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The release date of AMD’s Ryzen 7000 CPUs was revealed ahead of CES 2023


It would appear that the release date as well as the prices of the non-X AMD Ryzen 7000 CPUs have been made public prior to their official unveiling at CES 2023. Due to the fact that this material was stolen, it has not been verified as of right now. Be careful to maintain a healthy dose of scepticism until such time as we witness their official unveiling.

A possible early glimpse at the AMD Ryzen 9 7900, Ryzen 7 7700, and Ryzen 5 7600 has been available to us as a result of a leak. In addition, in addition to their release date and costs, there are also certain specifications that we can look at. It is speculated that all three of these CPUs will become available on January 10 with prices ranging from $429 USD to $329 USD to $229 USD, respectively. It is important to point out that the price of the Ryzen 9 7900, which is $429 USD, is not too far off from the price of the Ryzen 7 5800X, which is $449 USD. The 7900 will have a maximum clock speed of 5.4GHz, 76MB of cache, 12 processor cores, and 24 threads. Additionally, it will have these specifications. When this is complete, the 7700 will have 40 megabytes of cache, a maximum clock speed of 5.3 gigahertz, 8 cores, and 16 threads. And finally, the 7600 will have 38 megabytes of cache, 5.1 gigahertz of clock speed, 6 cores, and 12 threads. It would appear that the TDP for each CPU will be set at 65W.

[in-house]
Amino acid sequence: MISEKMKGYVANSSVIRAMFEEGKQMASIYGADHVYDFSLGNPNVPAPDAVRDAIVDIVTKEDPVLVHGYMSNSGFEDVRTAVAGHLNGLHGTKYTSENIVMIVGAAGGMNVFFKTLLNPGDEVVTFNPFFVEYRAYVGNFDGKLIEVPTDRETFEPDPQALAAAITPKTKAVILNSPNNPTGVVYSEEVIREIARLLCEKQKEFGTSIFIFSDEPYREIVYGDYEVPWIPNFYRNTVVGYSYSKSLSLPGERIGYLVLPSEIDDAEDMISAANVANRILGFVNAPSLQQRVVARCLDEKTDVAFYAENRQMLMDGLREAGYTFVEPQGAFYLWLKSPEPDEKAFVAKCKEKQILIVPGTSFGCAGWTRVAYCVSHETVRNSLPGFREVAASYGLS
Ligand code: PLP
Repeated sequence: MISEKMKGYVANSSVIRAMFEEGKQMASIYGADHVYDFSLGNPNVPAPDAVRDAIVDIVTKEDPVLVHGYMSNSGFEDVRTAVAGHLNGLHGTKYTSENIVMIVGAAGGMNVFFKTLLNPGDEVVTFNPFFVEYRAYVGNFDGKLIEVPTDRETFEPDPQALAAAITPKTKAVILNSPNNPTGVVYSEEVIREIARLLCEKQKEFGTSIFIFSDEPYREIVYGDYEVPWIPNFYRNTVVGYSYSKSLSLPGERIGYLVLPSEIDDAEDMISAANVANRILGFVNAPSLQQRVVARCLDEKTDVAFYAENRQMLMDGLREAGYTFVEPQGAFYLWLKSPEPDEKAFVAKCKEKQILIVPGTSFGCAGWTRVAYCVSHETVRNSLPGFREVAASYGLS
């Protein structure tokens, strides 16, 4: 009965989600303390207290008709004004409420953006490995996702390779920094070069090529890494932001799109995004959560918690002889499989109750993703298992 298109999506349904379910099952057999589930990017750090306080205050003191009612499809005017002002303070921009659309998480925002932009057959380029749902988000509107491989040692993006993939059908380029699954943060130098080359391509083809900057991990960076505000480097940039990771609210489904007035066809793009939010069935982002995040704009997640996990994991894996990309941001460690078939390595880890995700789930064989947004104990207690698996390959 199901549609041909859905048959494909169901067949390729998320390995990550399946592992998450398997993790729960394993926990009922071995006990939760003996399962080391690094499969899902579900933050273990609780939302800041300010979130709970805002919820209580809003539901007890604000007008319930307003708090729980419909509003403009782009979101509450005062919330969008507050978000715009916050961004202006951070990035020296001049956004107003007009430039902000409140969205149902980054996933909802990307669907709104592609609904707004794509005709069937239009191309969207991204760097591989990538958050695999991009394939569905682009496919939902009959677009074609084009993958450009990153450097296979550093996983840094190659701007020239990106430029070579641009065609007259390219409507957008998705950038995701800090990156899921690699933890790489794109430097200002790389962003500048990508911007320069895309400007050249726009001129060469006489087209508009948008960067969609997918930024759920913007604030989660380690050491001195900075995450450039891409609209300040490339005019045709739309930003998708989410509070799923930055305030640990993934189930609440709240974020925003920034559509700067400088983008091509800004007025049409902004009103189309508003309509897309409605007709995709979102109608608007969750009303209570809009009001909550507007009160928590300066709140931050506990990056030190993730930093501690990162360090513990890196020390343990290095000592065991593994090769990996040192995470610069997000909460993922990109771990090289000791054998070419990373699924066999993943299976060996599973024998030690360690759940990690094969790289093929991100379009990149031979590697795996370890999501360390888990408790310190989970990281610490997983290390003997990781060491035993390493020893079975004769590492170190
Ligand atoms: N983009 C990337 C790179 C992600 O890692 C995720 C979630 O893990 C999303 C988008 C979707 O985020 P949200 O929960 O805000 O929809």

The AMD Ryzen 7000 appears to have potential at first glance.

A comparison between the 5900X and the future AMD Ryzen 9 7900 is included in the additional material that was leaked along with this information. It would appear that the few games that were put through their paces saw significant improvements in their performance. The gaming performance of Shadow of the Tomb Raider has been improved by up to 18%, and that of DOTA 2 has been improved by up to 31%. Tests such as these are always, of course, going to be contextual, and their results may not necessarily reflect how all users will benefit.

However, based on what we have observed thus far, these central processing units do appear to be an improvement. In addition, they are not designed with the more advanced aspects of PC gaming in mind. These CPUs of a non-X kind prioritise price over performance in their design.

Given all of this, the cost of these central processing units will be somewhat high. With a price tag of $429 USD, it may be difficult to convince less experienced users to purchase the product. Naturally, one more facet deserving of mention is the power requirements that are within reasonable bounds. After all, a total power consumption of 65W is a significant reduction over both the 170W required by the Ryzen 9 7950X and the 105W required by the Ryzen 7 7700X.